Shares of Jack in the Box (JACK) are adding to Monday's 1.1% gain, rallying about 3.2% in early Tuesday trading after the company announced it will sell its Qdoba chain to Apollo Global Management (APO) for $305 million.

The $305 million sale represents roughly 10% of Jack's $3 billion market cap. Management expects the deal to close by April and the proceeds will be used to pay down debt. Given that the company has about $1.08 billion in long-term debt, perhaps the move isn't so surprising.

However, there are some question marks on the deal. For one, would Jack in the Box have fetched more for Qdoba in the open market via an IPO? While it would be a lengthier and more complicated process, it could have paid off more in the intermediate term. Further, while Jack's debt is high, it's not excessive and the company generates enough cash flow to cover its costs.

It also brings up the question of whether Chipotle Mexican Grill (CMG) is possibly undervalued and whether any speculation to an acquisition is now reasonably justified. Last month, Chipotle stock hit its lowest levels since December 2012. Food illness issues continue to plague the stock, as sales, margins, comparable-store sales and earnings have come under pressure as a result.

Despite all this, Bernstein analyst Sara Senatore said Chipotle is their top takeout target in the space. The theory does make some sense, given that activist investor Bill Ackman has a position in the stock and the company is working through a CEO transition. Further, Senatore argues that Chipotle has a well-known brand, the ability to boost its steady cash flow and cut costs. For these reasons, it makes for an attractive M&A target.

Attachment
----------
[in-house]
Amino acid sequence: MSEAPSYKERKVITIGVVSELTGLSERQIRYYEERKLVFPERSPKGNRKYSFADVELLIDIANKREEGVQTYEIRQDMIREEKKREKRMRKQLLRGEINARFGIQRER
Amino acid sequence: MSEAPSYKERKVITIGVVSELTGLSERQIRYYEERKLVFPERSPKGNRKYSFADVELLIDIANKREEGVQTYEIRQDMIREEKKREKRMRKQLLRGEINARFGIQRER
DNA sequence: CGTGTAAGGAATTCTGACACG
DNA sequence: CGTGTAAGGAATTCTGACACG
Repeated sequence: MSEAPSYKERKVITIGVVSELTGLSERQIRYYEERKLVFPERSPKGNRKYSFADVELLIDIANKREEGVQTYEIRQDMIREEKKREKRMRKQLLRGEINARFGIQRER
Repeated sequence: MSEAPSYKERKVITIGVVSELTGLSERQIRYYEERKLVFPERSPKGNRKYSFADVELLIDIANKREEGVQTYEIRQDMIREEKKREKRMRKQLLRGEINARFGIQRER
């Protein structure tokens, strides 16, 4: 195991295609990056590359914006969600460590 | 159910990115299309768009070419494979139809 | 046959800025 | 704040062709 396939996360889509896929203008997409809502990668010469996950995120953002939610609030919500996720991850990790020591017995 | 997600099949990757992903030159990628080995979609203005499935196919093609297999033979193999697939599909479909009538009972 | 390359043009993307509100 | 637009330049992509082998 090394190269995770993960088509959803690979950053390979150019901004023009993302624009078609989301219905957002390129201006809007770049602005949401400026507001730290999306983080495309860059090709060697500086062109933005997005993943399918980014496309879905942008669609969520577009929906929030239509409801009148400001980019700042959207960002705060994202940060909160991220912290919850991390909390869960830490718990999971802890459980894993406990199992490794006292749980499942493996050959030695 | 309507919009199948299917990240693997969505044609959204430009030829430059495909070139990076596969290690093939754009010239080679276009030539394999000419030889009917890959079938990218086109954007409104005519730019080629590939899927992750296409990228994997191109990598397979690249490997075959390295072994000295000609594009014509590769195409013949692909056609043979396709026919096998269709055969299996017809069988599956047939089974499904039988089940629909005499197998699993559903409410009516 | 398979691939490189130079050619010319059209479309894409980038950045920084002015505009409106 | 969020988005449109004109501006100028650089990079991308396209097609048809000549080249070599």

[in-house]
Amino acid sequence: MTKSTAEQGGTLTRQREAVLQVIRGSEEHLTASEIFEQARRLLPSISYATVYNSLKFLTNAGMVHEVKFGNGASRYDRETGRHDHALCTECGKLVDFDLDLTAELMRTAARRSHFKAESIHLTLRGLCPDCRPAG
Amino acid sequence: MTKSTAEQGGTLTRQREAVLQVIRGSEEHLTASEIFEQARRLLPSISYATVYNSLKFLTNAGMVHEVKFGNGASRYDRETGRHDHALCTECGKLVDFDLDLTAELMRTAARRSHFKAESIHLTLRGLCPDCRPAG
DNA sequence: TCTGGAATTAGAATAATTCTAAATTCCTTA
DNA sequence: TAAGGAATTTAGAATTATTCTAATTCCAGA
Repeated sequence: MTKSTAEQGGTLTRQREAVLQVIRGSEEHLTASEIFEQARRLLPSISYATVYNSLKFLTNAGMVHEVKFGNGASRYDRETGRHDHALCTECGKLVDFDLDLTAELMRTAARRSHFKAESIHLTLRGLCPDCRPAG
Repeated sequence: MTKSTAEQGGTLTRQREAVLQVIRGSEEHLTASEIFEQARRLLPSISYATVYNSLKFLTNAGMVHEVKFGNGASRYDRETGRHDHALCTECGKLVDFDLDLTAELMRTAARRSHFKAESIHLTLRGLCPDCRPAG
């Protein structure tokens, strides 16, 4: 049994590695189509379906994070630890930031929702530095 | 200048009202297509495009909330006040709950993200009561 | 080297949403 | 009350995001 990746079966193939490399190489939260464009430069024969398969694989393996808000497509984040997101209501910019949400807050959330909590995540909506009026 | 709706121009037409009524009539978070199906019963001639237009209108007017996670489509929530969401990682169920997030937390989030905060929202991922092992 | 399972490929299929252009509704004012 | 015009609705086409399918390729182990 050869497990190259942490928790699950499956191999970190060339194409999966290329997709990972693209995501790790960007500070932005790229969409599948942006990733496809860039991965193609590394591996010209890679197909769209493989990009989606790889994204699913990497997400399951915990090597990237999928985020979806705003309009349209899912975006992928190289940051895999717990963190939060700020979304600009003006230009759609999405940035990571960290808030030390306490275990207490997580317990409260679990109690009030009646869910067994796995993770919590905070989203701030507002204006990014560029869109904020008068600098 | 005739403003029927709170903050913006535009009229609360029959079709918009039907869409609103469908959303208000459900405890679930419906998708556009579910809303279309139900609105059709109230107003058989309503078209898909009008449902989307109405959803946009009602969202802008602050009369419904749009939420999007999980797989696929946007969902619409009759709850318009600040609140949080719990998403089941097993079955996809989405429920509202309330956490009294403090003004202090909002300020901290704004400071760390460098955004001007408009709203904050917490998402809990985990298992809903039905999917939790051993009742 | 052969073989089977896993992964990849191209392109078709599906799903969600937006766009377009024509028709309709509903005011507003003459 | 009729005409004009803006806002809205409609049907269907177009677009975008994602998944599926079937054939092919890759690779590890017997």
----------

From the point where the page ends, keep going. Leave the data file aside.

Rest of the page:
TheStreet's Jim Cramer, who also manages the Action Alerts PLUS charitable trust portfolio, found the note interesting but wasn't willing to speculate on the odds of an acquisition. Given the current circumstances, a deal seem unlikely at the moment though, he said.

Not helping matters is Chipotle's $8.8 billion market cap. While there are a lot of companies that could technically pull off a deal in excess of $10 billion, there aren't a lot of them in the food space.

Arby's acquired Buffalo Wild Wings (BWLD) for $2.9 billion, while Panera was purchased by a private equity firm for $7.5 billion earlier this year. There's not a lot of players with the capital to take on Chipotle. Wendy's (WEN) has a $3.8 billion market cap and Restaurant Brands International (QSR) , which owns brands like Tim Hortons and Burger King and trades with a $14.5 billion market cap. I suppose it could pull off the deal, but it seems unlikely.

McDonald's (MCD) has a $139 billion market cap, but given that it spun off Chipotle in the first place, it seems unlikely to come back and pay a huge premium for it now. There's also Starbucks (SBUX) , with an $82 billion market cap, but that doesn't seem likely either.

With some viewing Qdoba as undervalued, maybe a buyer for Chipotle isn't a realistic option. Shares of Chipotle are down about 1% in early Tuesday trading.

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This article is commentary by an independent contributor. At the time of publication, the author had no positions in the stocks mentioned.

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